Russia’s days at Euro 2016 could be numbered.
But maybe they shouldn’t even have begun.
This afternoon we’ve been combing through the United Nations Security Council Resolution 757.
It’s not as ripping a read as Resolution 756, but it’s a darned sight more interesting than Resolution 758.
Anyway, as the history buffs among you will know, Resolution 757 was what got Yugoslavia thrown out of Euro 1992, before a ball was even kicked.
Which in turn was responsible for this happening.
The resolution, which addressed Yugoslavia’s involvement in the war in Bosnia, was adopted by the UN Security by 13 votes to one, and agreed that all states would…
“… take the necessary steps to prevent the participation in sporting events on their territory of persons or groups representing the Federal Republic of Yugoslavia (Serbia and Montenegro).”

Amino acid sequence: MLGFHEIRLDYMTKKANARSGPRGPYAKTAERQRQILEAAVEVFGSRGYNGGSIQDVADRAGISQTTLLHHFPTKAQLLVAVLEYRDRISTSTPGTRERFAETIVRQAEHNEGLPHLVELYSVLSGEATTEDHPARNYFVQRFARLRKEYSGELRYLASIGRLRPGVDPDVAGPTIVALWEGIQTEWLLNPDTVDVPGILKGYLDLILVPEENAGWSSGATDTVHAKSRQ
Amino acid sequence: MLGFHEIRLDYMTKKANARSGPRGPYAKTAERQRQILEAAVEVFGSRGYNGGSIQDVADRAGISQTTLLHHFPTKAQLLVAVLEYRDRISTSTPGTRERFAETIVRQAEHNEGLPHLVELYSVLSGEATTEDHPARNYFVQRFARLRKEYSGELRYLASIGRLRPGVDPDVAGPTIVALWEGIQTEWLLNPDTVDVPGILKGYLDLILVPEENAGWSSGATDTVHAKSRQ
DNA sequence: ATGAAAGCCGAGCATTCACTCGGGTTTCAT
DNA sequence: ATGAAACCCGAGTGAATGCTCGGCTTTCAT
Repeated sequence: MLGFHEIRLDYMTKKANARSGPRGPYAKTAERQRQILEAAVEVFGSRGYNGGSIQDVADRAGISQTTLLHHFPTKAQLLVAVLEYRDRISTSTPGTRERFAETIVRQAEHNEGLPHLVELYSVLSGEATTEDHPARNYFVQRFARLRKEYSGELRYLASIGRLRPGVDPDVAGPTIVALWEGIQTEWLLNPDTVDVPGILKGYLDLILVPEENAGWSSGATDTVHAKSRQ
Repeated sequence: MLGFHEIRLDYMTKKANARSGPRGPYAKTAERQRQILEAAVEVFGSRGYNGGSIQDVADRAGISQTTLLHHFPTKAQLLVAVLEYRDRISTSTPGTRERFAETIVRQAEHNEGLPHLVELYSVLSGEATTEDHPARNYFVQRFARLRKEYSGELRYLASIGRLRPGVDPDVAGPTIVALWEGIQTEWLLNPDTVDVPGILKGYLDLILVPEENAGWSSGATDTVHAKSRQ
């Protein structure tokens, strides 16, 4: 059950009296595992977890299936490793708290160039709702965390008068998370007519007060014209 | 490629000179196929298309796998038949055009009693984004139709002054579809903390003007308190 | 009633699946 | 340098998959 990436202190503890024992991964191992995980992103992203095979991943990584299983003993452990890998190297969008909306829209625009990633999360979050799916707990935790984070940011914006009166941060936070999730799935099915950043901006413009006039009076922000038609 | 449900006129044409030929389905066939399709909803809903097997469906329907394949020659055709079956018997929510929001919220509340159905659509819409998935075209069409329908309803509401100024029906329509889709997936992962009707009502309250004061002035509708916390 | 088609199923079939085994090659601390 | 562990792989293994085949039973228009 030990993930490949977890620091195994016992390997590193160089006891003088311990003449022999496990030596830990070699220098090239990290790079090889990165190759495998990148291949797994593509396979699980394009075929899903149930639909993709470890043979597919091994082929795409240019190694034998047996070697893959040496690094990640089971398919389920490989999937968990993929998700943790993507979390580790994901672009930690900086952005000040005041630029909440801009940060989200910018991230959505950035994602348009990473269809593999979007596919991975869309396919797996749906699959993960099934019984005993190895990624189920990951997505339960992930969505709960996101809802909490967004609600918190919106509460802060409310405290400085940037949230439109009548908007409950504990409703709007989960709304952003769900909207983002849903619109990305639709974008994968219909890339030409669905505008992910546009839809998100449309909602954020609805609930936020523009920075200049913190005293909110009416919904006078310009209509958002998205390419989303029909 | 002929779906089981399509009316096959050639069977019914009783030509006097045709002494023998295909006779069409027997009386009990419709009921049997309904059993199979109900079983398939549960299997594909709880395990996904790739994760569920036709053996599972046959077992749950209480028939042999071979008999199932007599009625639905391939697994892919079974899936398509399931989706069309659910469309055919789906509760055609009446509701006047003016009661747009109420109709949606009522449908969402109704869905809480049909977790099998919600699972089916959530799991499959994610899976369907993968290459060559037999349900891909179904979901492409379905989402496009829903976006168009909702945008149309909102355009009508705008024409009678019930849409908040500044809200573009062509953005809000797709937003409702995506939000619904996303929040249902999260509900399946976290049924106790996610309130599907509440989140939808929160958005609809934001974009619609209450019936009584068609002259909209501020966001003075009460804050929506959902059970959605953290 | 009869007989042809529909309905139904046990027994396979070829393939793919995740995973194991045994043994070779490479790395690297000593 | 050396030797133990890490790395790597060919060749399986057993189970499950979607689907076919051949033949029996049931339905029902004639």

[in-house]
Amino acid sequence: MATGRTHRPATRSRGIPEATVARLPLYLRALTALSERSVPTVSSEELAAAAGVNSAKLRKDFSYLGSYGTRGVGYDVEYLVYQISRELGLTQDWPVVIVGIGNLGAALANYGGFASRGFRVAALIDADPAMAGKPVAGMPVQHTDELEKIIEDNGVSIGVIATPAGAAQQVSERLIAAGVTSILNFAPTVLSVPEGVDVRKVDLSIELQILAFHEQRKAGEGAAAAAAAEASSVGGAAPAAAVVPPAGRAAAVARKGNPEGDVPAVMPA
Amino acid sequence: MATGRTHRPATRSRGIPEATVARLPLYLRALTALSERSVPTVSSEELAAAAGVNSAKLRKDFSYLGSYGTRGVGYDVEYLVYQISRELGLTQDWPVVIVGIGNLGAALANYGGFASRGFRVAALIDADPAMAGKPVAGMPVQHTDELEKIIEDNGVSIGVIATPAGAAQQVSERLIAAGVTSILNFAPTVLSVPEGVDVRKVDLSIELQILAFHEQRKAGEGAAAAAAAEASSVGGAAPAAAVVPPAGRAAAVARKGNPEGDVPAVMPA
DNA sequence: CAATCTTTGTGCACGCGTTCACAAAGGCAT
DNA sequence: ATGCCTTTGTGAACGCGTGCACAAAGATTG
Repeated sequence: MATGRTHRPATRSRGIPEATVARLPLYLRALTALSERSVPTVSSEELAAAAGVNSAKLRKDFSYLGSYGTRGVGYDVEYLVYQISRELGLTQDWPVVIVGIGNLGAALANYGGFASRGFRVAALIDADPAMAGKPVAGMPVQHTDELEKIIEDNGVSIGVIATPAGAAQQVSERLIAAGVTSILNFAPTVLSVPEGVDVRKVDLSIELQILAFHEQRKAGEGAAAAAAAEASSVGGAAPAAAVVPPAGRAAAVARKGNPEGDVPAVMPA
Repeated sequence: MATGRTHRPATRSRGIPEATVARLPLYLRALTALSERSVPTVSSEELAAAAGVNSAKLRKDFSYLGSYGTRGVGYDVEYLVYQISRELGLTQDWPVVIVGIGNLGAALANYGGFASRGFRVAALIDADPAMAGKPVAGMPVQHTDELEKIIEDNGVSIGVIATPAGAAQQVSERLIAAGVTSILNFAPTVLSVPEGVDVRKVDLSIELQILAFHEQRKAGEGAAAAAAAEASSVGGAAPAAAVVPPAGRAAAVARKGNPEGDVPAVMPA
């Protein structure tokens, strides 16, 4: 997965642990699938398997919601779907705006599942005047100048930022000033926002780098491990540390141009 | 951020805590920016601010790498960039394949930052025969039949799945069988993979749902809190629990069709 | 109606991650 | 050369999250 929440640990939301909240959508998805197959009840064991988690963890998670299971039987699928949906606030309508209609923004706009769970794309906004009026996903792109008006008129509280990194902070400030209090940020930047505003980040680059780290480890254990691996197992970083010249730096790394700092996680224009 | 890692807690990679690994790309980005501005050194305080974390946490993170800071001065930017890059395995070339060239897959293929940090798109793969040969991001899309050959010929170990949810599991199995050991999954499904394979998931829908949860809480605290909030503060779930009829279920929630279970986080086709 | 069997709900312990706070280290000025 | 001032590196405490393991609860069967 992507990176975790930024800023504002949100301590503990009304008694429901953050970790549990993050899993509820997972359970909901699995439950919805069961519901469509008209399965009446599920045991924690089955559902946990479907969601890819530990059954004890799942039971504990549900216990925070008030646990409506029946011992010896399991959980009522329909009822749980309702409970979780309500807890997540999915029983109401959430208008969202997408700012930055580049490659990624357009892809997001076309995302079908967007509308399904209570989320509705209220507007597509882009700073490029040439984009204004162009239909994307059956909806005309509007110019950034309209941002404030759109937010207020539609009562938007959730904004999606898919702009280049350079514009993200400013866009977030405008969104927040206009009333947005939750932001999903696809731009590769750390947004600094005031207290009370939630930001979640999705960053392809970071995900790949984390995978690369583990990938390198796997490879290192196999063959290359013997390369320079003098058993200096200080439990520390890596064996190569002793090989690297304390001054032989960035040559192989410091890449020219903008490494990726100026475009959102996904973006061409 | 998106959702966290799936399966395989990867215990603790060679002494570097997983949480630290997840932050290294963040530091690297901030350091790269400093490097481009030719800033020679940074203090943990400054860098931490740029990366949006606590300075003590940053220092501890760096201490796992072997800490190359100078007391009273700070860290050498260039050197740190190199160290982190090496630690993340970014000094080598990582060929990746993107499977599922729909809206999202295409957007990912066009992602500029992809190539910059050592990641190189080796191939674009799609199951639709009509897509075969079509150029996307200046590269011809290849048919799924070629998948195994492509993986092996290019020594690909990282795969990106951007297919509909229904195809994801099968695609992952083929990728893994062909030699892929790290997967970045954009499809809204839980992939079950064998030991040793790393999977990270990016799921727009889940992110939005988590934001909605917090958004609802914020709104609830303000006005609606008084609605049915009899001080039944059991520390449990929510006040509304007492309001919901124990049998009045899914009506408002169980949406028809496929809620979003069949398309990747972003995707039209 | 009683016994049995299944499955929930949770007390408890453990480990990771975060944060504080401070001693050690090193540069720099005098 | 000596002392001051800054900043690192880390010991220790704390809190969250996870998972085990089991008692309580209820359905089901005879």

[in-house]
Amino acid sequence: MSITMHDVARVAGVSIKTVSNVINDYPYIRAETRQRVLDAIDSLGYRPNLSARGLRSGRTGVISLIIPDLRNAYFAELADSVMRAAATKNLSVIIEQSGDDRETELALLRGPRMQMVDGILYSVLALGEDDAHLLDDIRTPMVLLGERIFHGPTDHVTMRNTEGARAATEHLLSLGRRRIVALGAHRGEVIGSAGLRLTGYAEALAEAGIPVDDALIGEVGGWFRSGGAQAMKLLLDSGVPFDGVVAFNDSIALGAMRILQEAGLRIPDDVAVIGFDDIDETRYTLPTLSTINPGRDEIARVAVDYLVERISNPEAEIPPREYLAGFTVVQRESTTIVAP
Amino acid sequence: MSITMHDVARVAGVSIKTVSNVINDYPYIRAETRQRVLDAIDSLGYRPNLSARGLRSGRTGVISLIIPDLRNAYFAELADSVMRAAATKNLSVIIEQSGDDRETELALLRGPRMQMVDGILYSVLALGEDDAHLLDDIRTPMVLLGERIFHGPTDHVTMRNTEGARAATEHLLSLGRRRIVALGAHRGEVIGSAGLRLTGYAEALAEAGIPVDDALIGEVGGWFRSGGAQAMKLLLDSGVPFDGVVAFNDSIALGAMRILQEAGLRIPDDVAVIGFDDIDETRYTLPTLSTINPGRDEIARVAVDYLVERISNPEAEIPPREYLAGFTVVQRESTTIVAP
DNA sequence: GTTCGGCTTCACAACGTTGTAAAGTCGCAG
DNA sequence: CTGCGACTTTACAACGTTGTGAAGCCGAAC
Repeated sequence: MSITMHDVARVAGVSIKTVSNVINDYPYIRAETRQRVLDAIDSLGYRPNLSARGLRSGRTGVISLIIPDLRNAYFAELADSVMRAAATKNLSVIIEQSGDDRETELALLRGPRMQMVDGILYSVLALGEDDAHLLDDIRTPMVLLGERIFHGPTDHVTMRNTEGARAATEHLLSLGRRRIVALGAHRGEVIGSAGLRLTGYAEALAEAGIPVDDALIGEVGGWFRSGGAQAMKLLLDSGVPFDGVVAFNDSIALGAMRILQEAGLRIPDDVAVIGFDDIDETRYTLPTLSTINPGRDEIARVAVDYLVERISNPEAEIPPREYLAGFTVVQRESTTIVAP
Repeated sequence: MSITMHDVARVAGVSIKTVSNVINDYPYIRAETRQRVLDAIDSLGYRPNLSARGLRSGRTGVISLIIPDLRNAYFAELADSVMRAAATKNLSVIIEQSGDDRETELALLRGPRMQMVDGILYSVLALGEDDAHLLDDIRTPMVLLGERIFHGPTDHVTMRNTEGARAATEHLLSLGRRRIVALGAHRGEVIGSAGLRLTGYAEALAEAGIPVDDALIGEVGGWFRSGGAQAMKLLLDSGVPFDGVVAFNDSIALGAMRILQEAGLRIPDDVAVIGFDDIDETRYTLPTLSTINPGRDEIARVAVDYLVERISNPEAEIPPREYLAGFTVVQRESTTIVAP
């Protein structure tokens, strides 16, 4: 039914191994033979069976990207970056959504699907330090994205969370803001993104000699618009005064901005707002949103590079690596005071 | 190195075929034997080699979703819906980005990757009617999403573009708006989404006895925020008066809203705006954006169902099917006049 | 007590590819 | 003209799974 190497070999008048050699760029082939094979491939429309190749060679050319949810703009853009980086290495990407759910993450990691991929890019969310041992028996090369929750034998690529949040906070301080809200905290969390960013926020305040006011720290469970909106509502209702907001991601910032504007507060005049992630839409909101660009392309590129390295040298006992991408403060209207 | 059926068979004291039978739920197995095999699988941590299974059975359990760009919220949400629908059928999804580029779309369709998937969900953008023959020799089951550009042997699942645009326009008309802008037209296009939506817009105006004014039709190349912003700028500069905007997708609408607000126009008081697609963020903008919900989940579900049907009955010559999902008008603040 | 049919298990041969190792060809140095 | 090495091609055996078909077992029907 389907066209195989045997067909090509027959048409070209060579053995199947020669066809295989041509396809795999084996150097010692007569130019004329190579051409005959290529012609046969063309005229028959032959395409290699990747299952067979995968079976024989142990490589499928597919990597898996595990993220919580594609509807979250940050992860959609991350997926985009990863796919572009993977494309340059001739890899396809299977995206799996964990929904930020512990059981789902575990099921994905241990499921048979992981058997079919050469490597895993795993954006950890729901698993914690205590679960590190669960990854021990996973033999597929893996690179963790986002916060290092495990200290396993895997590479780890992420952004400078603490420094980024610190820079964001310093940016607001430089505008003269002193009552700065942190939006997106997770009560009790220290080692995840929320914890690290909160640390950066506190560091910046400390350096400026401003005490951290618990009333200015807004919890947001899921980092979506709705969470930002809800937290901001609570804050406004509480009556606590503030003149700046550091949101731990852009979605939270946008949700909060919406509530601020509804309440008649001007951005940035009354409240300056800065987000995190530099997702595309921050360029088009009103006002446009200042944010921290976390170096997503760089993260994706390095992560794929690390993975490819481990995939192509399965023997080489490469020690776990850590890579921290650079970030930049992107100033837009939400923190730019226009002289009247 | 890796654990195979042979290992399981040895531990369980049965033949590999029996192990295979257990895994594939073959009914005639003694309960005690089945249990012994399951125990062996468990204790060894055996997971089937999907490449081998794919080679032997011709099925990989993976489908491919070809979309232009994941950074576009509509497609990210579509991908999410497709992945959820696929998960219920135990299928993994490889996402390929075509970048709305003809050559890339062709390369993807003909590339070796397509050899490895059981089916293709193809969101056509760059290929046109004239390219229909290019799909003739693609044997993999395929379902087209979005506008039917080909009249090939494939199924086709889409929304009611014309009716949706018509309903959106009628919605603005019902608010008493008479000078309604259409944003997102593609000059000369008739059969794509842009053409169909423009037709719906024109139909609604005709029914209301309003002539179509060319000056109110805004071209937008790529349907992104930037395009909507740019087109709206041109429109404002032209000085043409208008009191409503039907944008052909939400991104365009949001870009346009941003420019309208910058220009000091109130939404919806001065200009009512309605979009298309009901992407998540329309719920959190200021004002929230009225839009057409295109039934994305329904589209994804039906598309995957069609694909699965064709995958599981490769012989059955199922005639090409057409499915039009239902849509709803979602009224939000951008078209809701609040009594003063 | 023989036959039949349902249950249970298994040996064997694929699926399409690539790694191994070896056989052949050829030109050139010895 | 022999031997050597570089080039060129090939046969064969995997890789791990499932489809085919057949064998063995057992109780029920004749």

And the reason Resolution 757 came into being, stay with us, was that certain elements of an earlier resolution (752) had not been complied with.
Those included demands that “all parties concerned in Bosnia stop the fighting immediately” and that “all forms of interference from outside Bosnia cease immediately.”
Now it doesn’t take an expert in geopolitics to draw parallels between what happened in Bosnia in 1992 to what’s happening in Ukraine in 2016.
You could argue that Russia’s annexation of Crimea in 2014, which continues to this day, represents the very ‘interference’ which so vexed the UN in 1992.
And as the BBC has reported recently, ‘outbreaks of fighting … frequently violate the truce and lives are still being lost, two years after the conflict broke out.’
Are there double-standards at play?
Did the UN set a precedent in 1992 that they’ve failed to live up to?